Kids don’t always realize how good they have it.
In April, for instance, they’re not the ones who have to calculate taxes–or pay them.
But it’s never too early, says Neale Godfrey, bestselling author and chairman of the Children’s Financial Network, to start talking with kids about taxes.
The basic message to get across, according to Godfrey: taxes “help everyone.”
And at any age, parents’ attitudes about taxes will affect how kids think about them, says Godfrey. So parents should “try to avoid the big grumbling around tax time,” Godfrey says. “Taxes aren’t bad. They may have administration problems, but a country can’t function without them.”
Elementary age kids, Godfrey says, can learn this lesson by playing what she describes as The Tax Game. “Explain that there are some services that everyone shares and the government pays for, like roads, bridges, police, schools, hospitals and parks,” she says. Then, in the course of daily life, ask kids “to identify what would be paid with taxes.”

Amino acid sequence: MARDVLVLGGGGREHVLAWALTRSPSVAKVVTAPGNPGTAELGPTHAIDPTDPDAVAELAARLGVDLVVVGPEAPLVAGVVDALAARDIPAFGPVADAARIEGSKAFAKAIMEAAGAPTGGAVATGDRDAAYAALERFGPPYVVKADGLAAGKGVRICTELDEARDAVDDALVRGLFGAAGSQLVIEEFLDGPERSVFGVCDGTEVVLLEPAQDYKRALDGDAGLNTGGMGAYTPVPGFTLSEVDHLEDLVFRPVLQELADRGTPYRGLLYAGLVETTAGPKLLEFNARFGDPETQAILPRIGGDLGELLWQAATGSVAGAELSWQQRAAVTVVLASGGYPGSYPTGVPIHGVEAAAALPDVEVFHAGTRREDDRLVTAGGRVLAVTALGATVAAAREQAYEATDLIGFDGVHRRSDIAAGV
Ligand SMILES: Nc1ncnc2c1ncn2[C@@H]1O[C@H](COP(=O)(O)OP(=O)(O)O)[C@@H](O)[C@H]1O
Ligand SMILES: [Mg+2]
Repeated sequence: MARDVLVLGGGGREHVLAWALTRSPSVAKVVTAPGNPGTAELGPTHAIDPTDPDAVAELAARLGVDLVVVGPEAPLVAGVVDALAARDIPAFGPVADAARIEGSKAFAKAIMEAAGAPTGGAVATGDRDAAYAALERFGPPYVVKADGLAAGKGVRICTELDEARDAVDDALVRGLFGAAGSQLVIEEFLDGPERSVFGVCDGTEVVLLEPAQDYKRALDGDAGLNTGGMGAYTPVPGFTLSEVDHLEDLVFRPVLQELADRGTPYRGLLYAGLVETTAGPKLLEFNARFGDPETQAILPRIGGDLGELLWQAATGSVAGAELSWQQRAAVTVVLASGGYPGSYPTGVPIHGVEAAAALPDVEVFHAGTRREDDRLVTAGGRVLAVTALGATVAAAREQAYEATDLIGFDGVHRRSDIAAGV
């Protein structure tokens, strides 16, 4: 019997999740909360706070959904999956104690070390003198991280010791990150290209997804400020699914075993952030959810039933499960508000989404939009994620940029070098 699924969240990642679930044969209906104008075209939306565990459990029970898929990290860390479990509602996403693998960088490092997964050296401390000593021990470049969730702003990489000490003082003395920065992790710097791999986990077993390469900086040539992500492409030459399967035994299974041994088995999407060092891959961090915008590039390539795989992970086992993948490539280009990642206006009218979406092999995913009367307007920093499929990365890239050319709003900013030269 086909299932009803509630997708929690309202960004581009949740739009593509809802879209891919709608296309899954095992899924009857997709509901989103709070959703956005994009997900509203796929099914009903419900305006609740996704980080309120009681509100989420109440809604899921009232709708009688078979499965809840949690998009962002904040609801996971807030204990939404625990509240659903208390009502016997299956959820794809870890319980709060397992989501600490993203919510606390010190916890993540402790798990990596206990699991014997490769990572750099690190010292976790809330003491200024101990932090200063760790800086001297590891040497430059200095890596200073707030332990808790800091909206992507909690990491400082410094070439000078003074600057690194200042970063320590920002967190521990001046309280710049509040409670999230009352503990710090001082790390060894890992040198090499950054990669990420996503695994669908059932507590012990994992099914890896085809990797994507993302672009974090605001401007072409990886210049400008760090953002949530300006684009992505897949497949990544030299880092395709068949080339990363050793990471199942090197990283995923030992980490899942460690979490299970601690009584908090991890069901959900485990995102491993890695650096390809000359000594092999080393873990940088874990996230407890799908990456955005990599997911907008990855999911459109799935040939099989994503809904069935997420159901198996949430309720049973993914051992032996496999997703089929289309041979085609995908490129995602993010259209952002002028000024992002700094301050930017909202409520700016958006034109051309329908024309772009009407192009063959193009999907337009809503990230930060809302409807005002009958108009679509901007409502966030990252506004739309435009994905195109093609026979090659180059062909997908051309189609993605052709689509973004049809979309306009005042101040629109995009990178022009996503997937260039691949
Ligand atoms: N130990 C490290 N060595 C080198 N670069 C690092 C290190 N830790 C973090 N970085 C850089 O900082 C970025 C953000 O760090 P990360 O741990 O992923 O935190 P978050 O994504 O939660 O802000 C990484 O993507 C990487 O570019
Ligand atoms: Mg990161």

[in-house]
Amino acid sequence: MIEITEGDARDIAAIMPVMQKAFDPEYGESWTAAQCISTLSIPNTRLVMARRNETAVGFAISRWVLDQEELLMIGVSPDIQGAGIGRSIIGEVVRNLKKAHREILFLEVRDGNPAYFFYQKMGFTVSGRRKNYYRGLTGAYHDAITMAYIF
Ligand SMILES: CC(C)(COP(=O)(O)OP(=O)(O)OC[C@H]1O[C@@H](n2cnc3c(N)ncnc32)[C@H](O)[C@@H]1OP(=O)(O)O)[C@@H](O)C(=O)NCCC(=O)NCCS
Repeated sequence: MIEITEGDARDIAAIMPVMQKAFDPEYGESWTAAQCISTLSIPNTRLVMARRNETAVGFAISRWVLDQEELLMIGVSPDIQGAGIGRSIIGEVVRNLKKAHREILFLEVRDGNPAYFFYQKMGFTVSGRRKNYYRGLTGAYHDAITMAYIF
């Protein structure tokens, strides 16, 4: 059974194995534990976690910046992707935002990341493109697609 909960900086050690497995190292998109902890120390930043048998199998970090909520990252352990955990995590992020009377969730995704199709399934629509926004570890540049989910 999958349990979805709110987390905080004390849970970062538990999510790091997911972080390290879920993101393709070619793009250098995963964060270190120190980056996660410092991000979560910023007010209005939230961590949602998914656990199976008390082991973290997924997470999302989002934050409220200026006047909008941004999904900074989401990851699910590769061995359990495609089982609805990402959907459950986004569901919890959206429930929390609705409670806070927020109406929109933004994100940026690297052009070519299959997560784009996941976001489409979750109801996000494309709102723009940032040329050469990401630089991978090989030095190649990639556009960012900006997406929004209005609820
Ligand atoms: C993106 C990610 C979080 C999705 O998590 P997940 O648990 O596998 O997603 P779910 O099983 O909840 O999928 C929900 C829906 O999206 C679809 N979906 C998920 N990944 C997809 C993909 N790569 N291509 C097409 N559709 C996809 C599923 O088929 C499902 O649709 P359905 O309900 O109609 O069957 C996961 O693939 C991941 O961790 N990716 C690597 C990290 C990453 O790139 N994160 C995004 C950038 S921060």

Middle school, says Godfrey, is a good time to start taking “taxes” out of kids’ allowance. A percentage of each dollar they get can go “into the family Tax Jar,” says Godfrey. The trick in getting kids engaged is that the money doesn’t just stay in the jar. Instead, “they have to think of something as a family they need, for the common good” – which gives them a sense of accomplishment, and the power of saving, as well as teaching them about the reality of the taxes they’ll pay in adult life.
By high school, Godfrey says, parents can start introducing kids to actual tax documents: a real pay stub or automatic transfer statement. “Tell them how the tax brackets work,” Godfrey suggests. “Explain FICA and the different taxes and really walk through the deductions and how they work. By the time your kids get their first job, they should understand how taxes work and be able to fill out the simple tax forms.”
Nobody loves to pay taxes. But, with a little ingenuity, it can be O.K. to talk about them.
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